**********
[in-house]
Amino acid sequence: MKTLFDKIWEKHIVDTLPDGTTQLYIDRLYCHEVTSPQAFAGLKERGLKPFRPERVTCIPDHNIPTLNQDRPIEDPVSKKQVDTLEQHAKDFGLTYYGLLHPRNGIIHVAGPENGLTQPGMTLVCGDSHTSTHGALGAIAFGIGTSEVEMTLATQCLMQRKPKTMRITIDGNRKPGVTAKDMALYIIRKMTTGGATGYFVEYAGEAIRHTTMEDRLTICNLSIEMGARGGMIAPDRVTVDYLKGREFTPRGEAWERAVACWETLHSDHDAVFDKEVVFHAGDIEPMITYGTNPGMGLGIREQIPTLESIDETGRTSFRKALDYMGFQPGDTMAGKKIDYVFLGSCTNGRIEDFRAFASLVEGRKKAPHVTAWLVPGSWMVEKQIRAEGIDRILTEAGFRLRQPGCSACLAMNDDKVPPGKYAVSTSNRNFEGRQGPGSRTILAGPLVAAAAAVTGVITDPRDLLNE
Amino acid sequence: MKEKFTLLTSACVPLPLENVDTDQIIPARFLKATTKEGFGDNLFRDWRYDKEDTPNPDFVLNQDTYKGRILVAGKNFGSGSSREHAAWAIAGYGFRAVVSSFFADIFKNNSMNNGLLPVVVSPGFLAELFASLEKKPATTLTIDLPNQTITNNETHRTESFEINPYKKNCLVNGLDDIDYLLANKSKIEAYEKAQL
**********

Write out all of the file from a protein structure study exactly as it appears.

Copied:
[in-house]
Amino acid sequence: MKTLFDKIWEKHIVDTLPDGTTQLYIDRLYCHEVTSPQAFAGLKERGLKPFRPERVTCIPDHNIPTLNQDRPIEDPVSKKQVDTLEQHAKDFGLTYYGLLHPRNGIIHVAGPENGLTQPGMTLVCGDSHTSTHGALGAIAFGIGTSEVEMTLATQCLMQRKPKTMRITIDGNRKPGVTAKDMALYIIRKMTTGGATGYFVEYAGEAIRHTTMEDRLTICNLSIEMGARGGMIAPDRVTVDYLKGREFTPRGEAWERAVACWETLHSDHDAVFDKEVVFHAGDIEPMITYGTNPGMGLGIREQIPTLESIDETGRTSFRKALDYMGFQPGDTMAGKKIDYVFLGSCTNGRIEDFRAFASLVEGRKKAPHVTAWLVPGSWMVEKQIRAEGIDRILTEAGFRLRQPGCSACLAMNDDKVPPGKYAVSTSNRNFEGRQGPGSRTILAGPLVAAAAAVTGVITDPRDLLNE
Amino acid sequence: MKEKFTLLTSACVPLPLENVDTDQIIPARFLKATTKEGFGDNLFRDWRYDKEDTPNPDFVLNQDTYKGRILVAGKNFGSGSSREHAAWAIAGYGFRAVVSSFFADIFKNNSMNNGLLPVVVSPGFLAELFASLEKKPATTLTIDLPNQTITNNETHRTESFEINPYKKNCLVNGLDDIDYLLANKSKIEAYEKAQL